Rebel News has shared an apparent internal memo from Interpol appearing to reveal political interference in Rebel News Reporter Avi Yemini and independent journalist, Rukshan Fernando’s requests to enter New Zealand.
Yemini and Fernando were attempting to visit the country to cover topics of interest, as well as cover a massive freedom rally protest timetabled for August 23.
The iconic pair were separated after Yemini’s visit was vetoed at check-in, following legacy media spin which described the pair as ‘infamous far-right misinformation spreaders.’
The expat Israeli, and Sri Lankan Australian, were flagged by NZ police as criminals, and/or potential terrorists.
According to the memo released by The BFD, ‘NZ police wanted the two stopped from entering’ the country.
Interpol NZ then asked Interpol Australia for any, ‘URGENT information regarding criminal convictions or any information tending to show they are individuals of bad character, associated to criminal Groups and Individuals or Far-Right extremism groups.’
The understandably frustrated Yemini shared the apparent smoking gun in a video, charging the agency with being too distracted by political pandering, to be of any real use in the real world.
Language used in the Interpol document strongly suggests a clear link between politically motivated statements from legacy media and the police response.
The second part of the document refers to an unnamed source as: Yemini ‘is noted by commentators, and Fernando is noted as.’
After accusing the pair of ‘posing as journalists,’ NZ Interpol then quote the NZ Herald verbatim, calling Fernando a ‘misinformation super spreader,’ and Yemini a ‘far-right extremist commentator.’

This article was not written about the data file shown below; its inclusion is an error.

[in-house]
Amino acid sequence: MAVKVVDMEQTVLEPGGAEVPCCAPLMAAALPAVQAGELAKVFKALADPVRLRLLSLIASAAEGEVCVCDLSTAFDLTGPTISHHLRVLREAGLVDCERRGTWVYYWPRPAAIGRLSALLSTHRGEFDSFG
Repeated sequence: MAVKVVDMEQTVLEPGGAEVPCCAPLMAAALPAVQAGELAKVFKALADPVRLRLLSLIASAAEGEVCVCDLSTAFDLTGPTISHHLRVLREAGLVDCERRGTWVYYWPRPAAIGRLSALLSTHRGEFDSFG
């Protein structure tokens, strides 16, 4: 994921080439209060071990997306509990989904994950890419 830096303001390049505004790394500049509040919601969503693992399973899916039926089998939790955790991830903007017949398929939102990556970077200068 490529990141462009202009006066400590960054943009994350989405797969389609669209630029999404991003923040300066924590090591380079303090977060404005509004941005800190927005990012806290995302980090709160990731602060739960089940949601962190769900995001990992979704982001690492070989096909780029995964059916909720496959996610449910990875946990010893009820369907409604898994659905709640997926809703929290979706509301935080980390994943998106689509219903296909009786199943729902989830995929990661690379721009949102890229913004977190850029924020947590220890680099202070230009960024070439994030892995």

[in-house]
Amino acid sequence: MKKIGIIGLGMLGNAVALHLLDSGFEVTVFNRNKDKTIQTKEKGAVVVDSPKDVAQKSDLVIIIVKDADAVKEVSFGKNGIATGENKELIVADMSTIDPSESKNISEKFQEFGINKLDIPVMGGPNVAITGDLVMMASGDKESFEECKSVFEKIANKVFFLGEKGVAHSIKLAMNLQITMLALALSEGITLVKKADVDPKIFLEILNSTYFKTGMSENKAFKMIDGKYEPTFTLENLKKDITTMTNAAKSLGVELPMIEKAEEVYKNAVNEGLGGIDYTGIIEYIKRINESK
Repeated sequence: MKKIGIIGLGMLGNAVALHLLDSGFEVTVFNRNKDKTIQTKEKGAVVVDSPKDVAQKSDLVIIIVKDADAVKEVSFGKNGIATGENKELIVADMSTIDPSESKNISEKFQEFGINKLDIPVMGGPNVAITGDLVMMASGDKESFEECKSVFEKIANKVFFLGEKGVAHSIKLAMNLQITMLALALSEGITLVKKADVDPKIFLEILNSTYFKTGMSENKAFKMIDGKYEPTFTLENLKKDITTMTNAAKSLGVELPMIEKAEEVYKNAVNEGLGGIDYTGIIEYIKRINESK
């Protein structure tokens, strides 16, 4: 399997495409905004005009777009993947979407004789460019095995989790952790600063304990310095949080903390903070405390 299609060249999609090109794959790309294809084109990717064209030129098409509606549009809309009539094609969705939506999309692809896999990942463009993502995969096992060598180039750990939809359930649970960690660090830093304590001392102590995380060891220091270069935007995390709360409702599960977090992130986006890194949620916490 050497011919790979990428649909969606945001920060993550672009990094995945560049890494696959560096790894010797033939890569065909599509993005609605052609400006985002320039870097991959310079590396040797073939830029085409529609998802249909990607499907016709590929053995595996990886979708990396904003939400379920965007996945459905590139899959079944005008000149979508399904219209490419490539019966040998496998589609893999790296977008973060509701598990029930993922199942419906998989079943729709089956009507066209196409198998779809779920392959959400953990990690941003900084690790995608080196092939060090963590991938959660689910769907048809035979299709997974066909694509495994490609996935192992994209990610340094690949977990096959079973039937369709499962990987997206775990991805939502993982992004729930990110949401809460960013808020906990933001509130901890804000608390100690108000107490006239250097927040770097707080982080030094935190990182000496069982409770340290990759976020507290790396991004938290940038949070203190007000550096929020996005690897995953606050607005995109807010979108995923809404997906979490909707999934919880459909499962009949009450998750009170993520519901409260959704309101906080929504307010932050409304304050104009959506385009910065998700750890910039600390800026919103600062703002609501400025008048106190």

Interpol also appears to have been duped by the far-left’s widespread misrepresentation of the Jewish Rebel News reporter’s oft-misunderstood tongue-in-cheek comments: “the world’s proudest Jewish Nazi.”
A pushback against the offensive dissonance of far-left activists who constantly call the Australian Jewish reporter, a “Nazi.”
Interpol’s document also contradicts claims that the Rebel News reporter was denied entry to New Zealand on “character grounds.”
Protesting Yemini’s planned August visit, the New Zealand Herald pulled out an unfortunate domestic violence charge from 2019, giving what NZ immigration has alleged cause to red flag the journalist’s travel.
The Interpol document is somewhat of an embarrassment for the New Zealand government, particularly Immigration New Zealand’s, Michael Carley, who told Crikey, Yemini was not denied entry because of politics, or the [blatant] legacy media smear campaign.
The refusal to enter NZ order, Carely told Crikey, was based on Yemini’s “criminal conviction.”
BFD’s revelations also embarrass Crikey, who insisted that Yemini was sensationalising a non-event.
The anti-conservative left-wing mouthpiece appeared to do their best to add “convicted criminal” to the Rebel reporter’s list of so-called “far-right extremist” activity.
Australian, Sky News presenter, Andrew Bolt explained why this was nonsense, describing the media enabled political interference as authorities simply “picking an excuse to deny a journalist they don’t like,” entry to the country, so he can cover “a protest they don’t want to occur.”
Democracy, does indeed, die in darkness.
The message our current authorities are sending here is that anyone in New Media who calls out a one-eyed political narrative, and questions those behind it – basically, anyone who does what journalists are supposed to be doing – will find themselves designated by Leftist lawfare as a potential domestic terrorist “posing as a journalist.”